Last week, in the Torah portion of Jethro, we read about the most significant event of all time: the Revelation at Mount Sinai. The Torah describes the event at which the Book of the Law was given to the Jewish people thusly: “And it came to pass on the third day, when it was morning, that there was thunder and lightning and a thick cloud upon the mount, and the voice of a horn exceeding loud; and all the people that were in the camp trembled. And Moses brought forth the people out of the camp to meet God; and they stood at the nether part of the mount. Now Mount Sinai was altogether on smoke... and the smoke thereof ascended as the smoke of a furnace, and the whole mount quaked greatly... And all the people perceived the thundering and the lightning and the voice of the horn and the mountain smoking; and when the people saw it, they trembled, and stood afar off” (Exodus 19:16-19; 20:15) This description, even when we read it thousands of years later, inspires wonder and excitement. We expect the continuation of the story to deal with the implications this special event would have on the Jewish people then and now. But when we read our parsha, Parshat Mishpatim, which follows the story of the Revelation at Sinai, we find ourselves dealing with the trivialities of daily life – especially the less pleasant aspects of them.

Immediately following the Revelation, God teaches Moshe the laws pertaining to violence, theft, damages and curses. We wonder: Is this what is important to read after the uplifting experience of the Revelation? Are these the topics that are important to deal with while this spiritual experience is still vivid in our hearts and minds? The answer is, Yes. As high and mighty as ideals might be, as sweeping and exciting as experiences might be, as deep our understanding, these will not positively influence us or change our lives if we don’t bring them down into the practical world.

We are reminded of this when we see how Parshat Mishpatim is adjacent to the story of the Revelation because it is actually when we are thrilled by overwhelming experiences that we tend to forget the simple and practical day-to-day life which is the real arena in which we must confront our issues. It is actually when we are not busy with huge, uplifting experiences that we are tested on whether we have internalized the ideological messages of the Torah and live our lives by them.

Man can think about the exalted ideal of doing good deeds. A society can create laws to dictate how one should conduct oneself honestly and justly.

But the real change happens when we transfer knowledge and feelings to small good deeds, to honest dealings (even when no one else can see them), to practical progress in simple living. This is real life.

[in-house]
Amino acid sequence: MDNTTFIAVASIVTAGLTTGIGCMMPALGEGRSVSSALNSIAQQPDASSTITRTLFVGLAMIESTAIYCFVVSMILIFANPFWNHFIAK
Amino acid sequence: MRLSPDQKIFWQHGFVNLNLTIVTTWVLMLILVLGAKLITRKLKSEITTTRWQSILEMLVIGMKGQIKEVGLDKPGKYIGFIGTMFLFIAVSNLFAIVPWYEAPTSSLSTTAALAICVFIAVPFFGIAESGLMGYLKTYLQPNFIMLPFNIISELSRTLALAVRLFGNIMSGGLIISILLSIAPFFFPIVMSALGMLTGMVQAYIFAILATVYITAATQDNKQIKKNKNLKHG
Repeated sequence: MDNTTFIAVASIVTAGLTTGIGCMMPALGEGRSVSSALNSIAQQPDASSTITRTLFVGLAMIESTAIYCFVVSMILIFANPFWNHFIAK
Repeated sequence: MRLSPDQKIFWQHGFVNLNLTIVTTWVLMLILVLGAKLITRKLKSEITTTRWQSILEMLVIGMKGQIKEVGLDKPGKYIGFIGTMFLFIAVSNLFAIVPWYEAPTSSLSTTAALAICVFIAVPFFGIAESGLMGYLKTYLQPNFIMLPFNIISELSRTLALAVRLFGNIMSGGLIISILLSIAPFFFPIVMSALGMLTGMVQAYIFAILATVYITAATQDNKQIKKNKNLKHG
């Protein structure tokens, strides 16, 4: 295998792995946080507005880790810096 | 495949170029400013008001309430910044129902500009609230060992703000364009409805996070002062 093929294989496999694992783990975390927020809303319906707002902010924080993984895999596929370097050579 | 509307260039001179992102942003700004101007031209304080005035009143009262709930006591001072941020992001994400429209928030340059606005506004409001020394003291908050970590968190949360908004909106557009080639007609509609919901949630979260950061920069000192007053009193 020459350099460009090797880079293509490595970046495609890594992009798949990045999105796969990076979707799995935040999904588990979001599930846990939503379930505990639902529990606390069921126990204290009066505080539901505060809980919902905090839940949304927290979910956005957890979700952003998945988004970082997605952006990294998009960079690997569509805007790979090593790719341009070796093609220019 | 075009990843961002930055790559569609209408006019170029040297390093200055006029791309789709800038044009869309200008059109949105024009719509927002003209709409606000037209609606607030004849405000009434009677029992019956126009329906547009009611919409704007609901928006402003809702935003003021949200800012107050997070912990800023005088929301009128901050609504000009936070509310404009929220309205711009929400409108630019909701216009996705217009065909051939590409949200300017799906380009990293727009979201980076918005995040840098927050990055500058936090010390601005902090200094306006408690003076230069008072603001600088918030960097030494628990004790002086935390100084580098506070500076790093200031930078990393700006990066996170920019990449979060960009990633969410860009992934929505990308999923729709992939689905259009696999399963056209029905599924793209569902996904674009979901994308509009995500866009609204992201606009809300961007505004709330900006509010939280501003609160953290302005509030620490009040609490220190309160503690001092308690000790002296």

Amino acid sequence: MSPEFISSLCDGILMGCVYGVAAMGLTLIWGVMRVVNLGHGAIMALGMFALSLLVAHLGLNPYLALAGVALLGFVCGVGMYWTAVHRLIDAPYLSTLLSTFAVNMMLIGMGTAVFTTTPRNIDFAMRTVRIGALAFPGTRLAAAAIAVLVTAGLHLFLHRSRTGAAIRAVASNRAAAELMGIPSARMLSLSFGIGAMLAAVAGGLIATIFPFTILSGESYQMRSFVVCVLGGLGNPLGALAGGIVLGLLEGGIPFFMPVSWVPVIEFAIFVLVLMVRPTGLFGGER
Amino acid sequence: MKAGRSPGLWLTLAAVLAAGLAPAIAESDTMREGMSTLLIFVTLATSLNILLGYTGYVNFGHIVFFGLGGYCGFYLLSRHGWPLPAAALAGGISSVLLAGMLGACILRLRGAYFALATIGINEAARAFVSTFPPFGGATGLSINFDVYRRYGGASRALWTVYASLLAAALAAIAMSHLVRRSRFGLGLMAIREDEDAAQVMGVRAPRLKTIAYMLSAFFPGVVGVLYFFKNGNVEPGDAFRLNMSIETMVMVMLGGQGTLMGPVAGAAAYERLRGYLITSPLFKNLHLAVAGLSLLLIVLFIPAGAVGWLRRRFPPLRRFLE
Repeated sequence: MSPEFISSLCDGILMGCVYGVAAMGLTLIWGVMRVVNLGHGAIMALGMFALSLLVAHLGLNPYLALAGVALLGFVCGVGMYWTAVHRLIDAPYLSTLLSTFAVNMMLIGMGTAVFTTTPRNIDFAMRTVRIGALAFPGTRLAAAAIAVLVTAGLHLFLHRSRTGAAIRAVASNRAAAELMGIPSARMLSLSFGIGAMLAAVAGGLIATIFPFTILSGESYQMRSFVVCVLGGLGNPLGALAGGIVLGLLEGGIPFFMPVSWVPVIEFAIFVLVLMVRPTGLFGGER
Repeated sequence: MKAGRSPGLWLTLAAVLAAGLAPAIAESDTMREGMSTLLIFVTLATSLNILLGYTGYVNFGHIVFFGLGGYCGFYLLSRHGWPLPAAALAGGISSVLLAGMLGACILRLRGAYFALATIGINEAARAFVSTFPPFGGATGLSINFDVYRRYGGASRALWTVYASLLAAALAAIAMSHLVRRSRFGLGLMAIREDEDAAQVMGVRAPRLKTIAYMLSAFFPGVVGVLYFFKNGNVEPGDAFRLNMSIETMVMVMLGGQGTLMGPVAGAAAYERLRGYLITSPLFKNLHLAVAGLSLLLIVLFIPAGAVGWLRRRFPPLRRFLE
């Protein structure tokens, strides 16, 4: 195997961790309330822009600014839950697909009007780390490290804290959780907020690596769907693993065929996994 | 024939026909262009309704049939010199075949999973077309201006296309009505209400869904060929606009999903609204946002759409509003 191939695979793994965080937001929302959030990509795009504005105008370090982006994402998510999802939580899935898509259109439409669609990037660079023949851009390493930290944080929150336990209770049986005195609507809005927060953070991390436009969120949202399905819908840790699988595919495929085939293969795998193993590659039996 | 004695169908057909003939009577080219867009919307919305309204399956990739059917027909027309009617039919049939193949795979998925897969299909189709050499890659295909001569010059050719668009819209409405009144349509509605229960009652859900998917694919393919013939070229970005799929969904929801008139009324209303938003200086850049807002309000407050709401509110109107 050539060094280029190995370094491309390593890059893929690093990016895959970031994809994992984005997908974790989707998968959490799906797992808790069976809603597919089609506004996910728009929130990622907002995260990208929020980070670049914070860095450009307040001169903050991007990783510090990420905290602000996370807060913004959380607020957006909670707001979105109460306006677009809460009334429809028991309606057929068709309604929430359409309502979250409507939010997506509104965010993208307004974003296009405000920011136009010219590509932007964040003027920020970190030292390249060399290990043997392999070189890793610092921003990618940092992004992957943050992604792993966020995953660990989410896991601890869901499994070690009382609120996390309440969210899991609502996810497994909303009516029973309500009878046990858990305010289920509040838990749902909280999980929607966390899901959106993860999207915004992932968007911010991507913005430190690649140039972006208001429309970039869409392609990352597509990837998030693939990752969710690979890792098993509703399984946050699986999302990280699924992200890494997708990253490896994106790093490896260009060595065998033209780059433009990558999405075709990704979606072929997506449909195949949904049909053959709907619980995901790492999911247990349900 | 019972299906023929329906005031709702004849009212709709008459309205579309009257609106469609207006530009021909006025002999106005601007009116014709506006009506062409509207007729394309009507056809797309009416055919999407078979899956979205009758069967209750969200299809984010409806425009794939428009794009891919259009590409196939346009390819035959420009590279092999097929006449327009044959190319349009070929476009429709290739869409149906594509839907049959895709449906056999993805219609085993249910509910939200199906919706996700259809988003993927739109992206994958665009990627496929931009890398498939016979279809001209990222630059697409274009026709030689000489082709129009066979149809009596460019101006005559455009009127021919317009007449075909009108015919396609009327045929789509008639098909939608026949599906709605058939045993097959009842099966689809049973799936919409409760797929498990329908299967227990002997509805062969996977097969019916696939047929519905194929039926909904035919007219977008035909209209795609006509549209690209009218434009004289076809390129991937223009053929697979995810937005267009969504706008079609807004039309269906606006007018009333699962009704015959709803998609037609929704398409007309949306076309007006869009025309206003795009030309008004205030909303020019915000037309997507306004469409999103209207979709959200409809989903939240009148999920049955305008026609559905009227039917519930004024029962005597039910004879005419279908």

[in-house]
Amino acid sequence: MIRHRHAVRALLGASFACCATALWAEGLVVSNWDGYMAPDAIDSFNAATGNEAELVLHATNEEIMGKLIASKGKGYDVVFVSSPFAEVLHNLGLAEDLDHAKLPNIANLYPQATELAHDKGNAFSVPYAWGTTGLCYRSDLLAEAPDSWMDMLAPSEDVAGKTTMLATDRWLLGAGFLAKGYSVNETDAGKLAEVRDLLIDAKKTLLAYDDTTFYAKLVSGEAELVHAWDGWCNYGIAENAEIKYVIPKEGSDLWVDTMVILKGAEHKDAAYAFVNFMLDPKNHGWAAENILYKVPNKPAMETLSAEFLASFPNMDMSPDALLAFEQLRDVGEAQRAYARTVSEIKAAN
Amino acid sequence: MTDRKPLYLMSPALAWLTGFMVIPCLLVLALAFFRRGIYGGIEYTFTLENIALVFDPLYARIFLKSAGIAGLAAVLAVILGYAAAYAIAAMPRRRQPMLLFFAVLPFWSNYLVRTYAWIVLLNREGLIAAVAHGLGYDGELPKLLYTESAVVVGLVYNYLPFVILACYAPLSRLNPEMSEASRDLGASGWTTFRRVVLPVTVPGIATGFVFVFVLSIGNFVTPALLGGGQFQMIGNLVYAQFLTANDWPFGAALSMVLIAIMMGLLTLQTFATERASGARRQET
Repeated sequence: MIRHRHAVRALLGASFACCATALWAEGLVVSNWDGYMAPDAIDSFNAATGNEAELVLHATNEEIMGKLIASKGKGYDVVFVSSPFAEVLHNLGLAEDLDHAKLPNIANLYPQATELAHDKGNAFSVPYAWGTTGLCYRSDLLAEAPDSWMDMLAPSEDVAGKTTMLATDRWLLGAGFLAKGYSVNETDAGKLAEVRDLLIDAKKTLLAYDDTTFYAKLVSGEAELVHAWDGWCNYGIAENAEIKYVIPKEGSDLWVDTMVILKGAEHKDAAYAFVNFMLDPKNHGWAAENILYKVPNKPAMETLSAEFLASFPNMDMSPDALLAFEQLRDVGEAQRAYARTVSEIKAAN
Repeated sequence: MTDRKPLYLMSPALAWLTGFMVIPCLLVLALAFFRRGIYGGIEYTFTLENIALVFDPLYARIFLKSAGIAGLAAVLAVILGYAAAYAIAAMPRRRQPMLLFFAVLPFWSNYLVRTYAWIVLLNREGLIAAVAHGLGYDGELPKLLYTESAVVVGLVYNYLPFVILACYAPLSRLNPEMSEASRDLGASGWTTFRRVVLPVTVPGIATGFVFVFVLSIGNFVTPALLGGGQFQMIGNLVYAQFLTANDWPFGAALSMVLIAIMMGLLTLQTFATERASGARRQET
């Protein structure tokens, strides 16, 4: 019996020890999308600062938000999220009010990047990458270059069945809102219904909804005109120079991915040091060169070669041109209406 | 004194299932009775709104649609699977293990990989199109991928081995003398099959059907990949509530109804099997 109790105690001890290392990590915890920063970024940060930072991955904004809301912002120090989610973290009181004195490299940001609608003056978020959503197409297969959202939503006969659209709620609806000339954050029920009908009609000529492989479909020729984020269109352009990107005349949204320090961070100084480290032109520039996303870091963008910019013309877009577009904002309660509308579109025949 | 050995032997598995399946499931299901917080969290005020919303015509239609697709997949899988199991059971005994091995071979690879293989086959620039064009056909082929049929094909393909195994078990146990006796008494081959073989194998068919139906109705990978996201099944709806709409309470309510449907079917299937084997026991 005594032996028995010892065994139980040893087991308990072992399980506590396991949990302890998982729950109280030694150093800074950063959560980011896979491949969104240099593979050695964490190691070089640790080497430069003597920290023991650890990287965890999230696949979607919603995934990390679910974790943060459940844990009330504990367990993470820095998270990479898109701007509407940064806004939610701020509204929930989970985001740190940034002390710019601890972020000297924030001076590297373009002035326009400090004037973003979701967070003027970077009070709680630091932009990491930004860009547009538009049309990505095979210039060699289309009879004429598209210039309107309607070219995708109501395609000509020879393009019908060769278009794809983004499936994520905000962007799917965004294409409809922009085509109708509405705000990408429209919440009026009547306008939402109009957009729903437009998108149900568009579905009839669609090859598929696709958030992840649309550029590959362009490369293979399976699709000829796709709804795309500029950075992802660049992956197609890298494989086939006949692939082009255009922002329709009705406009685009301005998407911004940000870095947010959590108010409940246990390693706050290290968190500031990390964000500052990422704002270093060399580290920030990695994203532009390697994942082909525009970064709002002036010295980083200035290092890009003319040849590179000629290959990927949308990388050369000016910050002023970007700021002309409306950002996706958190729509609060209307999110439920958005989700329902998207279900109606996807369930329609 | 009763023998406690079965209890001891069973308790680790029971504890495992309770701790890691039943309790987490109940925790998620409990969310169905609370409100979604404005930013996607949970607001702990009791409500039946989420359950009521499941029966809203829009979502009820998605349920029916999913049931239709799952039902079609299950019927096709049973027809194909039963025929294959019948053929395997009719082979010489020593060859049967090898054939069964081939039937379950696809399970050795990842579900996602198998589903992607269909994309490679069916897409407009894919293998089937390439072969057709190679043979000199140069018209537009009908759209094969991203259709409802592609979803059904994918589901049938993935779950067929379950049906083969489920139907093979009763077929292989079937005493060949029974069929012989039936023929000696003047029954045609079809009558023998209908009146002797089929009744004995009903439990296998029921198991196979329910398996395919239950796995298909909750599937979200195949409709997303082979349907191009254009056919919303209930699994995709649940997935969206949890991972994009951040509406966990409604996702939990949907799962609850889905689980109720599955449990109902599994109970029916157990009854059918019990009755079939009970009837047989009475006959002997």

In addition to Parshat Mishpatim, this Shabbat we will also read Parshat Shkalim.

This parsha is read every year at the beginning of the month of Adar, and it comes to remind us of a tradition that existed in the days when the Holy Temple stood. According to this tradition, every Jew would put aside, once a year, a certain sum and send it for the upkeep of the Temple.

This tradition, which existed for many years, expressed the individual’s sense of connection to the Temple even if he himself could not come to Jerusalem. Furthermore, this tradition expressed the egalitarian stand by which everyone was able to be a partner by paying an equal sum, without division among different classes in society.

After the Temple was destroyed, our sages instructed that this parsha be read to remind us of our connection to the Temple even though it is no longer standing. This awakens within us the expectation of another, different reality – one that is centered on the Temple influencing the life of the nation.

Even today, when we sadly do not have our Holy Temple, the Western Wall – the last remnant of the Temple – serves as a unifier and reminder.

Every day, thousands of Jews visit the Wall – women and men, young and old, observant and secular – and get a deep sense of the internal unity of the nation with all its various shades, the eternity of the Jewish nation and the connection between themselves and the magnificent history of a nation in its land, with the glory days of the Temple at its peak.

When we hear Parshat Shkalim this week, the desire and need to belong to this magnificent past will be reawakened in hope that the day will come and we will be privileged to see the Holy Temple rebuilt and serving as a global center spreading the message of faith and the values of morality.

Rabbi Shmuel Rabinowitz is Rabbi of the Western Wall and Holy Sites.

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